Most of these motorcycles were Japanese streetbikes from the 1960s and ’70s, including plenty of old fire-breathing two-strokes. Others came with nebulous histories, like a Kawasaki H1 Mach III 500 that was dubbed the “Widowmaker” in its heyday. The bikes came in various states of repair, from dusty old garage finds that hadn’t seen the light of day in years to others that only needed a little TLC and a new plug to once again fire back to life.

Acquiring the motorcycles was only part of the plan. After the two partners got to talking, they also put in an offer on the shop so they’d have a place they could go on evenings and weekends to “clean a few of them up and sell them, part them out, whatever.”

Kawasaki H1 Mach III
You’ll find all kinds of bikes in various states of repair on the floor of Spoken Moto, including plenty of old fire-breathers like this Kawasaki H1 Mach III.Bryan Harley

What eventually did happen, though, is a familiar theme around motorcycle shops. Friends started showing up to check out what the guys were working on. Those friends told other friends. A kegerator or two got tapped, and before long the shop became a hangout.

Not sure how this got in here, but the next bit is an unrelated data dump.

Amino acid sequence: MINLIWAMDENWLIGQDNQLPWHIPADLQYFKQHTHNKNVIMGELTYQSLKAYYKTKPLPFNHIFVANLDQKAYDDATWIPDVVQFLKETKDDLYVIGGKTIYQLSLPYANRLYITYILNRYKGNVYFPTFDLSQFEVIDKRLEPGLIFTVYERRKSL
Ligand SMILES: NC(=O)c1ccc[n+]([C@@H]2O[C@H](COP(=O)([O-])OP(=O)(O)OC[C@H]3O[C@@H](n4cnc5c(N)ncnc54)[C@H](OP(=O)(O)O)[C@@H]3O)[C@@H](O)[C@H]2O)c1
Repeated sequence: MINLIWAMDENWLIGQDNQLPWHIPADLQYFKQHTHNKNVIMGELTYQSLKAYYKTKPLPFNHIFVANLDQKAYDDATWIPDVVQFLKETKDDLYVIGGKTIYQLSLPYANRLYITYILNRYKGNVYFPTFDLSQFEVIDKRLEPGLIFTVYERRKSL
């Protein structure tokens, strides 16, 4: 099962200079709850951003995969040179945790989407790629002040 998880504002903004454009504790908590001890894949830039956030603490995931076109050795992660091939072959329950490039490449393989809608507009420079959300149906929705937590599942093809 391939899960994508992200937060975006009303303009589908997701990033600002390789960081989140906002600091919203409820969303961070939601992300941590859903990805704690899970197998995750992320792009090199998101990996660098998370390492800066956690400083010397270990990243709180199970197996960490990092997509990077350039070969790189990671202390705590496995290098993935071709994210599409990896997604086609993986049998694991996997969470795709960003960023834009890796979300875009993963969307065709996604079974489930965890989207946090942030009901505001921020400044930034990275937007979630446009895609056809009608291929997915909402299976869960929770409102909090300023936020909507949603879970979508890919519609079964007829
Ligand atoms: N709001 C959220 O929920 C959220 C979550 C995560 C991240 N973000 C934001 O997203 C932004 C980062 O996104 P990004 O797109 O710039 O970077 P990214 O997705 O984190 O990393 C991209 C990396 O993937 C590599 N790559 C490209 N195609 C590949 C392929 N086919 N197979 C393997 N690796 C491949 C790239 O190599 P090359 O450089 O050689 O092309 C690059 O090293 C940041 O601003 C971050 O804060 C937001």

“People really dig vintage bikes. And people were enjoying reclaiming that sense of human interaction. And grease. And smells,” Gingerich says.

vintage Japanese streetbikes
The spark that jump-started Spoken Moto was the acquisition of a large cache of motorcycles on Craigslist, most of them vintage Japanese streetbikes from the 1960s and ’70s.Bryan Harley

“It was a pretty organic process, the way we came to it. This guy had like 75 vintage bikes for sale and I went and looked at them. He had a little 1,500-square-foot shop and all these bikes jammed in there along with three lifts and some tools,” Gingerich says.

“So we decided we could create something around the bikes and chose to do an open shop, and have like a keg and maybe sell a little bit of beer. But we thought bikes would be the primary focus of what we were going to do.